I am sitting on a plane documenting the journey of my Master’s project for my eportfolio. What did I do, why did I do it, and what were the learnings. Reflection, and particularly I believe public reflection, is an important learning tool. I was writing about the two blogs I keep and their different purposes. I had just finished describing the purpose of this blog – Masterthoughts – when I realized I needed to write about my immediate struggle. I said this blog was about documenting my journey. Here goes.

I am on this plane travelling to Toronto to be with my family. My older brother, just turned 61 years old, suffered a massive stroke on Thursday. We did not find out until late Friday (he lives on his own and authorities were trying to reach us). I struggled through Saturday waiting for more news. Later in the day, no change. Talking with my parents and sister we decided I should stay in Calgary. Today, Sunday, my sister called and asked me to come home to help. I caught the next plane.

This coming Saturday I am scheduled to present my Master’s project, a piece of work that I have laboured over since beginning my program in the fall of 2007. I embarked on my Master’s journey with a clear and specific plan. I am among the older students in the program, and wanted to work through the program sooner rather than later, so that my learning would have the opportunity to benefit others. I had no idea when I began what a powerful and life-changing experience this journey would be. I have loved every minute, every challenge, every struggle. While I wish I had taken this journey sooner, I also am wise enough to know that the context may have been different in an earlier time and I am so grateful for all those who have helped me since I began.

I am also scheduled to present my project at the Distributed Learning Symposium in a workshop on Friday. I was so excited about it. Several colleagues that I work with a distance will be in Calgary for the event – Dr. Alec Couros and George Siemens for example – that I was so looking forward to meeting with. And having the opportunity for more feedback about my work was invigorating to say the least.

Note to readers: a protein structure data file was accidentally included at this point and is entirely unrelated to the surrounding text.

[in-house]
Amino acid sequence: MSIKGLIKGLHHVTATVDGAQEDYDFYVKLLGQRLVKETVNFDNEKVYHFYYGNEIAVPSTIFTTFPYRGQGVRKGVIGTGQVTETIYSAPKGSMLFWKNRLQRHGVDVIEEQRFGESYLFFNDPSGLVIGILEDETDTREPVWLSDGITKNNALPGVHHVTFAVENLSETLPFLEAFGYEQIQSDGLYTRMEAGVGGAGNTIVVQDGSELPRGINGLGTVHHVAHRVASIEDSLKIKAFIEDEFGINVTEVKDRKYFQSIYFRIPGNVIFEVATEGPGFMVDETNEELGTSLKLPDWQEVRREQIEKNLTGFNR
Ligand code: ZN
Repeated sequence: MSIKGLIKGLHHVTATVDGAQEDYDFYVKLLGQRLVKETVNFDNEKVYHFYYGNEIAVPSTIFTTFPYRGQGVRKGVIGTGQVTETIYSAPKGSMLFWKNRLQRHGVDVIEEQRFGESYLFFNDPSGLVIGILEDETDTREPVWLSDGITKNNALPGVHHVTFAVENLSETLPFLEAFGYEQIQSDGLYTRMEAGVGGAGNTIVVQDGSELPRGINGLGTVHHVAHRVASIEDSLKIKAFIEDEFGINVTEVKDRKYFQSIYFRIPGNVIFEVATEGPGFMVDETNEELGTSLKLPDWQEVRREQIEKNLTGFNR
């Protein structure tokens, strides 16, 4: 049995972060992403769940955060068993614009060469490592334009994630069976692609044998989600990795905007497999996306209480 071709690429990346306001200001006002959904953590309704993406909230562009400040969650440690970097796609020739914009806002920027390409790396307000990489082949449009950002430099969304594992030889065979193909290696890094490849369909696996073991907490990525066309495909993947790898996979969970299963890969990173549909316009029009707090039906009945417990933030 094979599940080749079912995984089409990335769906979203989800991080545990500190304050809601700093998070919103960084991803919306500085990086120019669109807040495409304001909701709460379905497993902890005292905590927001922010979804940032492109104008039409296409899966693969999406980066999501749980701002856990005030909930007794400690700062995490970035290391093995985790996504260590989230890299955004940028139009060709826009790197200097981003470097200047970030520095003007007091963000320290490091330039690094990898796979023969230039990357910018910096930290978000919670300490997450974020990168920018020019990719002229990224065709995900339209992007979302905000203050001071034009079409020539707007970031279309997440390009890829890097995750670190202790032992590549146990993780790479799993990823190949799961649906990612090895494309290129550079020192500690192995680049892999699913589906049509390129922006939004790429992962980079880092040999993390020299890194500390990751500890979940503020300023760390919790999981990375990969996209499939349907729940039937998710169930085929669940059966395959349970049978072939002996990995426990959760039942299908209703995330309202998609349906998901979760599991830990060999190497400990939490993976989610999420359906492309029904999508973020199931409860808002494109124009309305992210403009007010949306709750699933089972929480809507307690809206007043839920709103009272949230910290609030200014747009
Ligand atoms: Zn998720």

I know what I must do. My family is my absolute first priority. I feel more at ease now that I am travelling to be with them. I was updating the pages on my portfolio in preparation for the presentation on Saturday before I turned to this post. I may still be able to present – is that a silly idea? I will contact my advisor when I arrive in Toronto. I was going to wait, but…

Writing comes easier to me now. This journey has helped me to put thoughts into words. For many years I have written briefing notes. I have become very good at bullet points and synthesized issue statements. Prose and full sentences were foreign to me. Blogging is a powerful tool for learning, for reflection, for putting into words those thoughts that are swimming around in our heads. This tragic experience is part of my Master’s journey, and I felt obligated to chronicle it here as well. I want to be able to reflect further when I am past this moment. We are all human beings, multi-faceted, and I know I can better support other’s through the life experiences I have endured myself.